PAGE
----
Rob Reid, Bestselling Sci-Fi Author


Cool Tools Show 085: Rob Reid

Our guest this week is Rob Reid. Rob is the New York Times bestselling author of novels including Year Zero and the freshly-released After On. A longtime entrepreneur, he founded Listen.com, which created the Rhapsody music service. Years ago he was a Fulbright scholar in Cairo, and he still speaks better Arabic than you’d think.

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Show notes:
“[Trint] is a transcribing service. … So what happens is you upload your conversation … you hit a button and it thinks for a few minutes, and it transcribes it voice-to-text…And then you click anywhere in that transcript, and it starts playing at precisely that moment… [It’s] dynamically linked to the conversation. You click on a word, and it starts playing there. And you cross words out. Like for instance, let’s say somebody “um-ed” a few times, or they stammered, or they said something and they didn’t like the way they started and they said it again. You cross out that stuff that wasn’t meant to be there. And it’s not professional editing quality, but you hit the play button and it skips that stuff, so you end up getting a very, very, very rough cut of what your editor might create.”
Zoom H6 Six-Track Portable Recorder ($350)
“This thing is very rugged. It’s a beautiful piece of industrial design. It’s got a very nice heft to it. It will take up to six inputs with four XLR jacks … basically you can patch in four microphones of any arbitrary quality that you happen to have access to. It takes SD cards, so you can go up to 128 gigs and have gazillions of hours of capacity. The battery life is good. It’s about 20 hours on a few AAs, which is neat … I’ve been lucky enough to conduct six of the seven interviews I’ve done so far face-to-face … and so being able to field produce and get out there and bring a couple microphones with me and this tiny but magnificent piece of electronics and get something that is near-studio quality is very, very precious for me. It’s about the size of a guitar pedal or a chunky glasses case. It’s really, really portable.”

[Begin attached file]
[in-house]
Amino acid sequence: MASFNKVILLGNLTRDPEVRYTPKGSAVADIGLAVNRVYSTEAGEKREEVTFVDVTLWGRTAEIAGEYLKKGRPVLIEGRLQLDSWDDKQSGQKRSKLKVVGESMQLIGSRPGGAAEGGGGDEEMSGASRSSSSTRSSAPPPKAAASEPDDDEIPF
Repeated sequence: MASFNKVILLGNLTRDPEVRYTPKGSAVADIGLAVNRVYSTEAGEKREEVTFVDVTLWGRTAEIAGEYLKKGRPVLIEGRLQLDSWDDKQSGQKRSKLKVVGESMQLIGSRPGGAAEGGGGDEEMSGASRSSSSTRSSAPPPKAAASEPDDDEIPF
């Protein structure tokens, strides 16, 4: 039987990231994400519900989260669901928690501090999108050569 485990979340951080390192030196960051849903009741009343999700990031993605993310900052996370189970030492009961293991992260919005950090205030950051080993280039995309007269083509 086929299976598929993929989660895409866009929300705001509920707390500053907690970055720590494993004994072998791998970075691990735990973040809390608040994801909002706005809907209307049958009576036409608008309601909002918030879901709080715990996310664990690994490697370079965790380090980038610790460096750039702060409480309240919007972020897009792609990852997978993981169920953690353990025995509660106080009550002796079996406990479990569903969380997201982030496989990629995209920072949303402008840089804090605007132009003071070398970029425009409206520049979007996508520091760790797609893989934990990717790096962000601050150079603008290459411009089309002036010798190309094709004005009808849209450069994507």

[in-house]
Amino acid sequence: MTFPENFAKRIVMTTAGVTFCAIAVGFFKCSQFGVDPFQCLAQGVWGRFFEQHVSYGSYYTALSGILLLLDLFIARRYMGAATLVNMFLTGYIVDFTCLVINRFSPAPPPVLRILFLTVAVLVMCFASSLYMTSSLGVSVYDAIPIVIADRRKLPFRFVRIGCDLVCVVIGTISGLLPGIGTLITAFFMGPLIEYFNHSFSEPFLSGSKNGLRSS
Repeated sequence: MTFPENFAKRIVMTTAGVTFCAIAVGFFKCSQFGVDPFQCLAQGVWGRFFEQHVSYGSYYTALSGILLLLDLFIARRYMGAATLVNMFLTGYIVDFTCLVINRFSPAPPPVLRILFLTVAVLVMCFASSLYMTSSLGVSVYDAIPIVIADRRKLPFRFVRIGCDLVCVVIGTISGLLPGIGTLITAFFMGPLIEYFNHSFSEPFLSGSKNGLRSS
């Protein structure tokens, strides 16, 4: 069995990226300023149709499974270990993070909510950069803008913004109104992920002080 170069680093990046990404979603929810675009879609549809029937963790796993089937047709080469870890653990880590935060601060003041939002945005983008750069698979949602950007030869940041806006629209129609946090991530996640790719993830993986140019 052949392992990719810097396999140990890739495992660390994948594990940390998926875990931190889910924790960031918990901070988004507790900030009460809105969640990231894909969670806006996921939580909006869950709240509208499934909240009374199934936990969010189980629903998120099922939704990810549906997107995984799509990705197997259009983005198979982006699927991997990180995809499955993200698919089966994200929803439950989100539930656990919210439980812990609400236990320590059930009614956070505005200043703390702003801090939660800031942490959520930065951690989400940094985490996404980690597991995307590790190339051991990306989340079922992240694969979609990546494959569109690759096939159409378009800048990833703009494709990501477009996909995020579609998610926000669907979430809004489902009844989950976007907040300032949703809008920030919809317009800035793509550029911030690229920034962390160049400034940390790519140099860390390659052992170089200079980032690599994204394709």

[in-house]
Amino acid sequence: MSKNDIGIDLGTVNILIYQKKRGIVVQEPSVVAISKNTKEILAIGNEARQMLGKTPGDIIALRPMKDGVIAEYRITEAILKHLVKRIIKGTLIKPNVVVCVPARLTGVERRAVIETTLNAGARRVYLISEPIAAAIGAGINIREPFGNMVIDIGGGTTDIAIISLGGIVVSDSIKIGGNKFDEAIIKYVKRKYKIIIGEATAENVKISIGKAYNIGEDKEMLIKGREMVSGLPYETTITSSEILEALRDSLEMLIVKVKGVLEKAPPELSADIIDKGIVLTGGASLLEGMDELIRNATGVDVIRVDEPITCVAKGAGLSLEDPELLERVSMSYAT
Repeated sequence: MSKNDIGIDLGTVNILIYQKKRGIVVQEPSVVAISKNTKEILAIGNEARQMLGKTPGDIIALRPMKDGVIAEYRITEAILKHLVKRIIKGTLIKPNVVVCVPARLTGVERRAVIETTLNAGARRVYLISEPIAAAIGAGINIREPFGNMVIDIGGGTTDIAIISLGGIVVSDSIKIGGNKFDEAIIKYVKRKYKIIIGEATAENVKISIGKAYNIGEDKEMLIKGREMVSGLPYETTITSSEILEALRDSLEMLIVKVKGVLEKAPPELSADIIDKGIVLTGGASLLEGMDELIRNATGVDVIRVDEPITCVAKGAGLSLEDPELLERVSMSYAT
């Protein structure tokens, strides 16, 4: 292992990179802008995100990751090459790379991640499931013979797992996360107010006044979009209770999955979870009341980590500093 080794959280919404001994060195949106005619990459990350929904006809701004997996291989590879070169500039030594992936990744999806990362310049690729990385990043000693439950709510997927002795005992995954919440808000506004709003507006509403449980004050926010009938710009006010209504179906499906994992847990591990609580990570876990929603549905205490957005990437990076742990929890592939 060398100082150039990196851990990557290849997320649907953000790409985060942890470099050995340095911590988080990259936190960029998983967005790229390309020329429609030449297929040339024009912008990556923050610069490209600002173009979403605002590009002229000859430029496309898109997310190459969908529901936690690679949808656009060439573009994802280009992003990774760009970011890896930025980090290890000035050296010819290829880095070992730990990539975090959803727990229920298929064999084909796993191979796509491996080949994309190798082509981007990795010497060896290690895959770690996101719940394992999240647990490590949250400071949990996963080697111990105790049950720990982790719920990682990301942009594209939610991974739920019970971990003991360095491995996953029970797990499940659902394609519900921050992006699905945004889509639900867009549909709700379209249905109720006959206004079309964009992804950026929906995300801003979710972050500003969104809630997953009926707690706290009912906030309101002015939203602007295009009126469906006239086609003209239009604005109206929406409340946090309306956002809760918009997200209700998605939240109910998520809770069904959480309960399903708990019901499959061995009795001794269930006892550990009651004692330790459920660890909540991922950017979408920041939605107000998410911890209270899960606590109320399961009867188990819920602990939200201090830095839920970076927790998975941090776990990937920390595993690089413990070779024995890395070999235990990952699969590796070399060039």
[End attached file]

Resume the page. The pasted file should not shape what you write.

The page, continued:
“So instead of using the built-in Apple player, which I think is okay-ish at best, I use something called Downcast … It allows you to listen up to 3X speed with a lot of granularity as to how fast it is. … I’m sure others have come up with a term. I call it “fast listening.” And it is particularly important to me as a podcaster right now because I have this need to listen to lots of stuff, but I think it can be valuable for anybody. … We need our downtime and our zen space and time to just reflect, but we all have many hours of stuff to do each week where our brain is way too engaged to allow true creative thought or deep relaxation, yet nowhere near enough engaged to be anything other than bored, whether it’s doing dishes, packing, walking the dog, exercising, walking through airports, the whole bit.”
After On
About After On ($19)
“After On is my second work of fiction … and this new book is set in the world that I know so well. It’s set in an imaginary start-up, set in present-day San Francisco. So it’s very much about the entrepreneurial world and the way that we do entrepreneurship and start-ups today in Silicon Valley, but at the center of the story is a rather diabolical social media company called Phluttr, and it kind of embodies everything that’s wrong with social media dialed up by maybe about 20%. And this’ll sound like a spoiler but it’s really not, because you’ll see it coming from page one, but about midway through the book Phluttr attains consciousness. But rather than going all Skynet and trying to kill us all, it takes on its character from that which it is, which is a social network, so it basically becomes a hyper-empowered, super-intelligent 14-year-old brat.”